In Matthew 2, we’re introduced to three men who were seeking Jesus. You may be familiar with them as “magi” or “kings”, but we may better understand them today as magicians practicing astrology, attempting to understand the world through reading the signs in the stars. The more important thing about them than their job though was why they wanted to find this newborn king. “We saw his star when it rose and have come to worship him,” they told King Herod.
The Bible tells us that they “came from the east” to Jerusalem, which was undoubtedly no short journey in an air-conditioned four-door sedan. Then, once they arrived to meet Jesus, they presented him with gifts not reasonably priced baby gifts from a registry, but royal gifts befitting a king. It’s clear that the worship of the magi was costly. It didn’t only cost them money, but also time, energy, and effort. And, knowing the end of the story, it cost them their safety as well.
So, if worship is costly and requires our personal sacrifice, what will your worship cost you? It’s important to ask ourselves this question because the less our worship costs, the more likely it is we’re doing something other than worship.
Here are four things worship will often cost us:
1 // Comfort
There aren’t many contexts in which we put ourselves in positions of worship—like kneeling to pray or raising our hands while singing. So, these actions can feel foreign and uncomfortable. However, we can gladly sacrifice these small discomforts since we know that our physical position can help lead us into a spiritual position of worship.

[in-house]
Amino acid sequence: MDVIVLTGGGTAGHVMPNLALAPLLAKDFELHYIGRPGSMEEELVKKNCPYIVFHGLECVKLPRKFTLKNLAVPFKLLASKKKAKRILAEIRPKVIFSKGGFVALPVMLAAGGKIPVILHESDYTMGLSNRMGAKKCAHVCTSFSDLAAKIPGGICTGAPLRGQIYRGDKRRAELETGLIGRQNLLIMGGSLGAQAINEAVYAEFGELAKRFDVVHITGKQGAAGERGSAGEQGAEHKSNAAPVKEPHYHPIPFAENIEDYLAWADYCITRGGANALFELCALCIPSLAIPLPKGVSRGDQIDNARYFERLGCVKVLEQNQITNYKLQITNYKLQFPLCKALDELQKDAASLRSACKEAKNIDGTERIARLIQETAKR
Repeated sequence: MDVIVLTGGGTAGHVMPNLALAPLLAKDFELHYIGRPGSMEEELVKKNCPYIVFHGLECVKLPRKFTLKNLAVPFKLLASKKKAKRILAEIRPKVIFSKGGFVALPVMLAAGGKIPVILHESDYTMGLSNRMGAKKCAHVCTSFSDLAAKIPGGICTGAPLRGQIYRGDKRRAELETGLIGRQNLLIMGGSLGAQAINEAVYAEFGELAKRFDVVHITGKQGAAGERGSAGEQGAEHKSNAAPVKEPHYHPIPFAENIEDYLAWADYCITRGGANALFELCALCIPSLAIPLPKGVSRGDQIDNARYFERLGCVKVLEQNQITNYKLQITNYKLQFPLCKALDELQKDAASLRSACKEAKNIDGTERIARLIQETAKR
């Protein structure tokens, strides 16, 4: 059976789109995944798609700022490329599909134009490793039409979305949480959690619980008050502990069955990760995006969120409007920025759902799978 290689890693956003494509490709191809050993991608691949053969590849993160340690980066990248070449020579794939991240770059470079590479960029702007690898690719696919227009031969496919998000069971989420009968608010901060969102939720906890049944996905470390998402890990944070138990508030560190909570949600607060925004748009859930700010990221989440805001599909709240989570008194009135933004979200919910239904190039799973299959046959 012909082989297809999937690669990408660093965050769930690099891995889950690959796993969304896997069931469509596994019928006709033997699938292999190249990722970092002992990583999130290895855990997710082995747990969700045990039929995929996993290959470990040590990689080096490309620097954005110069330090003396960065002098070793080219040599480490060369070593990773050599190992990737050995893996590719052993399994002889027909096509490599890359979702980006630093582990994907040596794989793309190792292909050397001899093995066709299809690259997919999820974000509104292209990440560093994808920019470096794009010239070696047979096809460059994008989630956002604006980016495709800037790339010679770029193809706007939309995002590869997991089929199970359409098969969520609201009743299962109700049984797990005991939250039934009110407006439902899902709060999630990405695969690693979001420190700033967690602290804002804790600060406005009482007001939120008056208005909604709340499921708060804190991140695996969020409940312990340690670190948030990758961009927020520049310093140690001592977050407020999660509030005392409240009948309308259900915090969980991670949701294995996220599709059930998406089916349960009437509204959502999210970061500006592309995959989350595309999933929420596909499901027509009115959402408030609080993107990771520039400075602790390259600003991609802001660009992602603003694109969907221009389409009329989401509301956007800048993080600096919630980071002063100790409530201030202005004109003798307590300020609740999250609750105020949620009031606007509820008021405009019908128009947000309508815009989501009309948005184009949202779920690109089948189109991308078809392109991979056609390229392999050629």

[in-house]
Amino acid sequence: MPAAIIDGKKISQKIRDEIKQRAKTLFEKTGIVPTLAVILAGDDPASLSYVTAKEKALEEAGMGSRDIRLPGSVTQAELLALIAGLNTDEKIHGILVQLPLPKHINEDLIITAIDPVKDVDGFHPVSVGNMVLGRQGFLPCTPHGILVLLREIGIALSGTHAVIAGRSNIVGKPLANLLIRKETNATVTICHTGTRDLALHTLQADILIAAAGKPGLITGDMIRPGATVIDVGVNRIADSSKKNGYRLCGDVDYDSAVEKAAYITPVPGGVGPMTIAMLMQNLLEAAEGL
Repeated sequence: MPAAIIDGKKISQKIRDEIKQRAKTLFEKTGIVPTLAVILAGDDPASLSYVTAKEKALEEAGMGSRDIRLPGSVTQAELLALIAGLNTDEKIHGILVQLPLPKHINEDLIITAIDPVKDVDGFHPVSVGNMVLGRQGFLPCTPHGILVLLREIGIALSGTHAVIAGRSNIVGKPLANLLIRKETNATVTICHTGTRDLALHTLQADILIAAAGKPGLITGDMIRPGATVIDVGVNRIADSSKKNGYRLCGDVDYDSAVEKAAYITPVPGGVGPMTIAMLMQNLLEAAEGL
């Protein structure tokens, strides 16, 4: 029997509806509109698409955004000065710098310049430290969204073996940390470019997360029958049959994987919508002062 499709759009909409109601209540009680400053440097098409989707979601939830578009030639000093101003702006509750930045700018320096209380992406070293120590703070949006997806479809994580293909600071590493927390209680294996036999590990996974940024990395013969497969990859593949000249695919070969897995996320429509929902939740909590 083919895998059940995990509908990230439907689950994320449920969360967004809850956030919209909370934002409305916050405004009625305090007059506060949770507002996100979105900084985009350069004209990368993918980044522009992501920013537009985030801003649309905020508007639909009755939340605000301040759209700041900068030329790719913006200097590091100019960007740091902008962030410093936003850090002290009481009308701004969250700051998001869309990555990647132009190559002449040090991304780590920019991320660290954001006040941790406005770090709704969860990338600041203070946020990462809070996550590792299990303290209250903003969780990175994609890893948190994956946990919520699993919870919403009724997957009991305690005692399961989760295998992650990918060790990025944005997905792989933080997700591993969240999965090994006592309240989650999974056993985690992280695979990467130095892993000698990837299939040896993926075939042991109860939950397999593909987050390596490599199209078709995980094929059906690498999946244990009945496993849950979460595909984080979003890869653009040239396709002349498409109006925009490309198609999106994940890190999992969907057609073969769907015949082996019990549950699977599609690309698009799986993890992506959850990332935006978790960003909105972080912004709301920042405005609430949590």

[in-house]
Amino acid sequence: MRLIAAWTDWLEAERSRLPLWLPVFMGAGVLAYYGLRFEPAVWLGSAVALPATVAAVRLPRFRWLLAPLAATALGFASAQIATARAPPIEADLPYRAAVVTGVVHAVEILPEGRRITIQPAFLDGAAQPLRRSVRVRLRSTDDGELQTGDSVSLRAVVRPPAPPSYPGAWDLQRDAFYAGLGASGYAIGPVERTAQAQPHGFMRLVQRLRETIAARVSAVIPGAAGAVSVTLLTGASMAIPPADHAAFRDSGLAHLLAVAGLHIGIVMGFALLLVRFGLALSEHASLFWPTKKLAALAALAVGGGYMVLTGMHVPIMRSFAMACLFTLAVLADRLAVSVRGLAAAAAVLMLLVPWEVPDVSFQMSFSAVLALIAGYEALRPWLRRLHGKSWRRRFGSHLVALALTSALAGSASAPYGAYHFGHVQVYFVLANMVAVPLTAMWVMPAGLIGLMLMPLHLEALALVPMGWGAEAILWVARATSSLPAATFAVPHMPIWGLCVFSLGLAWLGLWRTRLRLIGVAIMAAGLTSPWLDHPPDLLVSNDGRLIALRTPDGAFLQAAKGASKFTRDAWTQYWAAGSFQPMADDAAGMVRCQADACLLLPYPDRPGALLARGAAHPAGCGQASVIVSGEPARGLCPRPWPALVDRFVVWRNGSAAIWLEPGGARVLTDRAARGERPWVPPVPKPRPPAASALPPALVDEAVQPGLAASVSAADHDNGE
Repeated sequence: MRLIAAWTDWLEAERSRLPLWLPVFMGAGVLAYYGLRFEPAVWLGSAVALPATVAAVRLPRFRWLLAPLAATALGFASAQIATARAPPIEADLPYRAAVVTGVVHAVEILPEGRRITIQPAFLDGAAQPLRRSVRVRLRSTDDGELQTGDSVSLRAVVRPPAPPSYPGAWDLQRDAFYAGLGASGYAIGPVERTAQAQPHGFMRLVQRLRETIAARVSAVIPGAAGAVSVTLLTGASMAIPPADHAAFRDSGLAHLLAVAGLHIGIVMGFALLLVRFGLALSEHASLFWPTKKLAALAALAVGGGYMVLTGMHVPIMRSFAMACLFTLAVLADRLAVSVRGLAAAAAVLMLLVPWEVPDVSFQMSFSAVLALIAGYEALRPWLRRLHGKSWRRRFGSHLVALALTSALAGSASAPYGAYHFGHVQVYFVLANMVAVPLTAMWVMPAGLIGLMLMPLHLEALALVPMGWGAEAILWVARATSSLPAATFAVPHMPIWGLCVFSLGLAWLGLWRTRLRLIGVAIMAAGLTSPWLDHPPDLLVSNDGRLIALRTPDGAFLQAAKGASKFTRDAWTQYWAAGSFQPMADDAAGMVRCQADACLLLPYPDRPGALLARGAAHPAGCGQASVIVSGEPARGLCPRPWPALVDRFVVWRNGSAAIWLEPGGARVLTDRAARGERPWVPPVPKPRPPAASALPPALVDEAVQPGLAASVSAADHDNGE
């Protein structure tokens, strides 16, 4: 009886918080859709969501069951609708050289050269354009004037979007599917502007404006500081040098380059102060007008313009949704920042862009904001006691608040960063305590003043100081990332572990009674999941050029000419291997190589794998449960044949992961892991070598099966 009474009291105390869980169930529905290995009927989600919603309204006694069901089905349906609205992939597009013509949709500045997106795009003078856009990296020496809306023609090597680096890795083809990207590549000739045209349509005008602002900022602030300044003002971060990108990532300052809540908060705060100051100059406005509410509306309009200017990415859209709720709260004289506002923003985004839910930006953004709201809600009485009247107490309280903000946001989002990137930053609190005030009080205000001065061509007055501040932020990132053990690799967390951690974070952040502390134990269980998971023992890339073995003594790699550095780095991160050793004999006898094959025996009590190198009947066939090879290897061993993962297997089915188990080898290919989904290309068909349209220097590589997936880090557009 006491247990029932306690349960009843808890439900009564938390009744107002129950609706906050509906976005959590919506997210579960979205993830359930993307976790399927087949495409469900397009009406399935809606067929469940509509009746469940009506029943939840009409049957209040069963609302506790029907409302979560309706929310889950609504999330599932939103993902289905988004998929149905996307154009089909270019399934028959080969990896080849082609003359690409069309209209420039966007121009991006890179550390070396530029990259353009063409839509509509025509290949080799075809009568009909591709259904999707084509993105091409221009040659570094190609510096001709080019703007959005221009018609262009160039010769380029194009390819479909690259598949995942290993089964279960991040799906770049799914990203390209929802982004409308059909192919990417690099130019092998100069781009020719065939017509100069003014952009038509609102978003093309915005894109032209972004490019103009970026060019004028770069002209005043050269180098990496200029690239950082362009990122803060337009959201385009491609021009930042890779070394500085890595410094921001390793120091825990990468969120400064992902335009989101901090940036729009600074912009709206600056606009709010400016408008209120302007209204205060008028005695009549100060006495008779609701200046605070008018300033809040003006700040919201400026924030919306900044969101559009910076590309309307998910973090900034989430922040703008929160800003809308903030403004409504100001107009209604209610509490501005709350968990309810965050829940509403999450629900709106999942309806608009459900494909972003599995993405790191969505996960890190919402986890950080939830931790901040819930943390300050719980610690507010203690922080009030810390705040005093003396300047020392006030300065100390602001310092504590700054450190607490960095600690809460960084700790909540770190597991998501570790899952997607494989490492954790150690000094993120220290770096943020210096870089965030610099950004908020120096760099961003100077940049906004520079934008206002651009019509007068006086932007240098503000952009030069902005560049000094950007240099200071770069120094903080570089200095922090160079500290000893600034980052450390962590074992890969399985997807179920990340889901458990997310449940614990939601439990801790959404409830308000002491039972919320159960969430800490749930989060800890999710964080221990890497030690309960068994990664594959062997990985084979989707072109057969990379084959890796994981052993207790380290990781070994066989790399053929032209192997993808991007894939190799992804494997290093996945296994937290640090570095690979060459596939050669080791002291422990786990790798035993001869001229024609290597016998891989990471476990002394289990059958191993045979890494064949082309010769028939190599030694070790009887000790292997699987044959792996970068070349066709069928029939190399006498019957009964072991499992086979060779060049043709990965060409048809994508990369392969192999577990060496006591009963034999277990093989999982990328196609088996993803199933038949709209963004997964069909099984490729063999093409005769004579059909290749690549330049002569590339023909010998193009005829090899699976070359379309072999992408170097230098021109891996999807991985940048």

2 // Time
Worship isn’t really a practice you can rush. It can take some time to focus our hearts on who God is so that we can worship. If we attempt to speed through the process, we short-circuit the upward spiral of worship and emotion that lead our hearts into even greater awe of who God is and our worship of him.
3 // Money
We don’t worship with our money because God needs it from us. It’s about our heart. Jesus warned, “For where your treasure is, there your heart will be also.” We worship through generosity because we know it all belongs to God and where our money goes, our heart follows.
4 // Reputation
When King David praised God unashamedly, his wife found his behavior unbefitting of a king. His response? “I will celebrate before the Lord. I will become even more undignified than this, and I will be humiliated in my own eyes” he told her. We’re responsible for worshiping God and must be committed to this goal regardless of how others perceive us in response.
When we consider what worship may cost, we must remember that the reward is always greater than whatever we sacrifice in order to worship. What is God drawing you to offer up so that you can worship him?